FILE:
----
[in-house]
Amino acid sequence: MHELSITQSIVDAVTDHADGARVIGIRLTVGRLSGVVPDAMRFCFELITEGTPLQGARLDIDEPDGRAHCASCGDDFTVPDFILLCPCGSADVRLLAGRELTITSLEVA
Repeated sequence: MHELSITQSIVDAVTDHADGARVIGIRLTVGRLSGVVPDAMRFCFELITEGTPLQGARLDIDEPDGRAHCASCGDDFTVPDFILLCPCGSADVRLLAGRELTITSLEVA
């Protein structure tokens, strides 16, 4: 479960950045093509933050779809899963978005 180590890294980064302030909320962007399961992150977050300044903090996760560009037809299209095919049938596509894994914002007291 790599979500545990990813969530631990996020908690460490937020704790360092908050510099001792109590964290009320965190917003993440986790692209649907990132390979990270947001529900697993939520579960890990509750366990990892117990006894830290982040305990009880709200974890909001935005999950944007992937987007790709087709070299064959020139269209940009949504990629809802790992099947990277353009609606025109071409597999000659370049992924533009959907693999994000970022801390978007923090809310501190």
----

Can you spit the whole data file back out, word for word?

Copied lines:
[in-house]
Amino acid sequence: MHELSITQSIVDAVTDHADGARVIGIRLTVGRLSGVVPDAMRFCFELITEGTPLQGARLDIDEPDGRAHCASCGDDFTVPDFILLCPCGSADVRLLAGRELTITSLEVA
Repeated sequence: MHELSITQSIVDAVTDHADGARVIGIRLTVGRLSGVVPDAMRFCFELITEGTPLQGARLDIDEPDGRAHCASCGDDFTVPDFILLCPCGSADVRLLAGRELTITSLEVA
């Protein structure tokens, strides 16, 4: 479960950045093509933050779809899963978005 180590890294980064302030909320962007399961992150977050300044903090996760560009037809299209095919049938596509894994914002007291 790599979500545990990813969530631990996020908690460490937020704790360092908050510099001792109590964290009320965190917003993440986790692209649907990132390979990270947001529900697993939520579960890990509750366990990892117990006894830290982040305990009880709200974890909001935005999950944007992937987007790709087709070299064959020139269209940009949504990629809802790992099947990277353009609606025109071409597999000659370049992924533009959907693999994000970022801390978007923090809310501190």